As the train continues north, you can watch inland farmers work their fields and admire the vibrant colors of spring and summer landscapes. You’ll also see the concrete blocks that mark where the German battleship Tirpitz was hidden in Trondheimsfjorden during World War II.

Nearing Bodo, the Nordland Line makes a final stretch of wilderness, dotted with mountain areas and gushing waterfalls. The scenery here is so beautiful, and you’ll be able to spot reindeer. You’ll hear a message on the train’s speakers as you cross the Arctic Circle, and you can take pictures of the stones pyramids beside the railway that mark this magical border.

As the train pulls into the Bodo station, it arrives bang on schedule. It’s Nasjonaldagen, the Norwegian National Day, which celebrates the signing of the country’s constitution in 1814 and is a joyous street party. I join the crowds for a feast of seafood and the obligatory serving of julep, which is poured in generous quantities to toast the occasion.

4. Abisko

A seat on the Nordland Line is an immersive experience. As you lie back in your seat and enjoy the view, you will be able to witness how the landscape changes from lush valleys to rugged mountain peaks and cascading waterfalls. You will also get the chance to see mighty glaciers, cross the Arctic Circle, and explore some of Norway’s most spectacular natural wonders, such as the Torfajokull Glacier, Europe’s largest ice-free lake.

From the end point in Abisko, you can take a short hike to Rombaksbotn, a small glacier village. It’s well worth a stop to enjoy the jaw-dropping natural scenery and learn about how people used to live here in the past. It’s an excellent way to experience what many consider to be the best place in the world for admiring the Northern Lights.

Once you reach the most northerly point of the railway, Fauske, you will be treated to the most spectacular scene of all: the Arctic Circle. If it’s a clear night, you can even admire the Northern Lights from here. This is a special moment for the whole family, but it’s important to remember that the Northern Lights are a natural phenomenon and they can never be guaranteed.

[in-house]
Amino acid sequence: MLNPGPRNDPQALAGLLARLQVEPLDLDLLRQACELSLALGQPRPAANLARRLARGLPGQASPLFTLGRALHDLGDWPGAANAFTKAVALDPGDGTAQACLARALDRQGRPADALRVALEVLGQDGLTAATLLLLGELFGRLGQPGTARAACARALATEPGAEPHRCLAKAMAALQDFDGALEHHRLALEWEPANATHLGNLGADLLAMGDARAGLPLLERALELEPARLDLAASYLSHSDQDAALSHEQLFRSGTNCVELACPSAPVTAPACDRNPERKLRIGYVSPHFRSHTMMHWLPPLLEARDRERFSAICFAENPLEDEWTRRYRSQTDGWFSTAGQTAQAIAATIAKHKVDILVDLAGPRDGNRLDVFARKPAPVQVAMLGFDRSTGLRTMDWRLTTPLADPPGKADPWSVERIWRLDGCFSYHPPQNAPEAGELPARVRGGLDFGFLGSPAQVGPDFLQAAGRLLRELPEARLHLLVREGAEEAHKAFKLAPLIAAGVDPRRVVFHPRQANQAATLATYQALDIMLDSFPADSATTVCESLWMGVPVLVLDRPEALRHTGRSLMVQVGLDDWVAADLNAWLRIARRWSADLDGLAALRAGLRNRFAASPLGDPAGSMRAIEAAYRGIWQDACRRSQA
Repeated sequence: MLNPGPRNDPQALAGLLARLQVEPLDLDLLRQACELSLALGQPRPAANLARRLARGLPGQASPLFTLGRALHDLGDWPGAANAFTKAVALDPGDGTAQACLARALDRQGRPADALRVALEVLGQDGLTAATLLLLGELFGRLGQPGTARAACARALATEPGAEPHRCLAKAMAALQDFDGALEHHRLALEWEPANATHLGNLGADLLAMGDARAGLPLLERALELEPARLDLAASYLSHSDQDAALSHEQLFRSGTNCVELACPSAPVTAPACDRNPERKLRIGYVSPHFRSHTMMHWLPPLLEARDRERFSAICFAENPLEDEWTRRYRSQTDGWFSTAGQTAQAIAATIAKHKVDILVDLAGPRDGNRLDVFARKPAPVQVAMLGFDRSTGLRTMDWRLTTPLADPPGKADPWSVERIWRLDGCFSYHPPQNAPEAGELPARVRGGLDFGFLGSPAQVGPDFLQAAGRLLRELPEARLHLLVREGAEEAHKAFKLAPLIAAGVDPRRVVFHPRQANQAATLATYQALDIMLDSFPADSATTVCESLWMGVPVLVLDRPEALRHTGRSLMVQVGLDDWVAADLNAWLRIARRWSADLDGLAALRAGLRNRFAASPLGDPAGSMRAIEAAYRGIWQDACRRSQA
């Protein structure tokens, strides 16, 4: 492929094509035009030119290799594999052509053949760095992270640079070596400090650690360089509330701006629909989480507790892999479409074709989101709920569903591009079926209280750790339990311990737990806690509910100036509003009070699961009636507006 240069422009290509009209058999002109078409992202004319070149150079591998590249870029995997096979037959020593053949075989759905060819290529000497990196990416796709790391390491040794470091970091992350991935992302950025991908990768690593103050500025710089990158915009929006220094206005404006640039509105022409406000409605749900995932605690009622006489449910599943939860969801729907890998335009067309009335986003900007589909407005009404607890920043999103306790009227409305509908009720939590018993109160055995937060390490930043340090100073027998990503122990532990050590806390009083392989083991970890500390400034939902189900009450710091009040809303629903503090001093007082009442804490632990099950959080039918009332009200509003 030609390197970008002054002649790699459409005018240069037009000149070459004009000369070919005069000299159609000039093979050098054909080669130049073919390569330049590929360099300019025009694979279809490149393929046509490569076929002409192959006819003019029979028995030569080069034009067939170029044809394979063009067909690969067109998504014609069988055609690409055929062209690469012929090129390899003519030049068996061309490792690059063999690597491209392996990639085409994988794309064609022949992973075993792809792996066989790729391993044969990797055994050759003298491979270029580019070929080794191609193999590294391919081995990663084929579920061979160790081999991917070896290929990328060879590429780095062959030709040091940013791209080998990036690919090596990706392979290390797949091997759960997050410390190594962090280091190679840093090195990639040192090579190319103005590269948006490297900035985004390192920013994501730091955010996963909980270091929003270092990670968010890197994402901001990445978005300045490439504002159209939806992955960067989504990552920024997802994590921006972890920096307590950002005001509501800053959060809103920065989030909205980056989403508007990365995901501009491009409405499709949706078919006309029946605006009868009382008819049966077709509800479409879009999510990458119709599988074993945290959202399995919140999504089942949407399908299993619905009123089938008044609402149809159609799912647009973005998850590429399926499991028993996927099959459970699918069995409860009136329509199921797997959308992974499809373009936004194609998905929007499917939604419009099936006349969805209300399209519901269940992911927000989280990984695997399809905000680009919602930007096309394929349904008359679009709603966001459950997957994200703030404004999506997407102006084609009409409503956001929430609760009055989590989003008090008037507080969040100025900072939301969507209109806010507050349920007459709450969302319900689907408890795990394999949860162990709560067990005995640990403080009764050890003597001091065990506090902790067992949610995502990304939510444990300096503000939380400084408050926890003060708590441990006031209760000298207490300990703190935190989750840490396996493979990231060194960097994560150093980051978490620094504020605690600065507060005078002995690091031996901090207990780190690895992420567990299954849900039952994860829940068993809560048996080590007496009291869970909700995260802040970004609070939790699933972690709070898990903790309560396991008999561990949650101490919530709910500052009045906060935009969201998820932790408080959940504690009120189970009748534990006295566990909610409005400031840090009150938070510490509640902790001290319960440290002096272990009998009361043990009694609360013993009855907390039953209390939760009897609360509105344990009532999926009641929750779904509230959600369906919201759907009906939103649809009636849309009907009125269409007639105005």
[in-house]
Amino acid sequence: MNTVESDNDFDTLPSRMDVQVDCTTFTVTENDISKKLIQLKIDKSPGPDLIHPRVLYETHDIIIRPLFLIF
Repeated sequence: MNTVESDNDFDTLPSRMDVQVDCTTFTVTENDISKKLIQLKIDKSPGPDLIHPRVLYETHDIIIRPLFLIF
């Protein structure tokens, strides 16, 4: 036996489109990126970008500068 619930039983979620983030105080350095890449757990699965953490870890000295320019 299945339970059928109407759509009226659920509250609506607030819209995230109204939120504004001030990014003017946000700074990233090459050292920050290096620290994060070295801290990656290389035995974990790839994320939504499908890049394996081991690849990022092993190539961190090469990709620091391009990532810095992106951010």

The train journey to the Arctic is an unforgettable experience. With mighty mountain peaks, dramatic waterfalls, and jaw-dropping views of the fjord and mountains, it is no wonder that this route has been named one of the most beautiful train journeys in the world. To make the most of your experience, we recommend downloading the Voice of Norway app to listen to stories about the places you’re passing through. There are also plenty of other interesting apps and websites that offer a range of different audio tours.

5. Bodo

The final stop on the Nordland Line is Bodo. Getting off here is an excellent option, as it’s only about 15 minutes away from one of the world’s strongest maelstroms, Saltstraumen. The tidal current creates whirlpools up to ten metres in diameter, and this very specific and peculiar nature phenomenon is a must-see for anyone who makes it here. The best time to visit is in March when the tide difference is at its greatest. Trips by RIB boat to the area are popular throughout the year. The city of Bodo also offers a variety of activities. A walk to the red sand beach at Mjelle or to the Kjerringoy trading post is a good idea, while a visit to the conservatory at Bryggerikaia by the harbour is ideal for trying traditional stock fish (dried cod) dishes.

The last stretch of the train journey, which is around two hours from Bodo, takes you over the Arctic Circle. At the Lonsdal station you can walk to the monument marking this point in the arctic wilderness. It’s a very special moment, surrounded by snow-dotted mountains and gushing waterfalls and with a view of the gaunt Saltfjellet mountain towering over you.

Norway’s Nordland Line is a truly unique railway journey and it would be a shame to miss out on the opportunity. The route features spectacular scenery and, if you travel in winter, the chance to experience the northern lights. In summer you can enjoy the midnight sun and a range of activities in some amazing places. There is a diverse mix of travellers from all over the world who make this special journey, and the atmosphere on board is often festive and warm.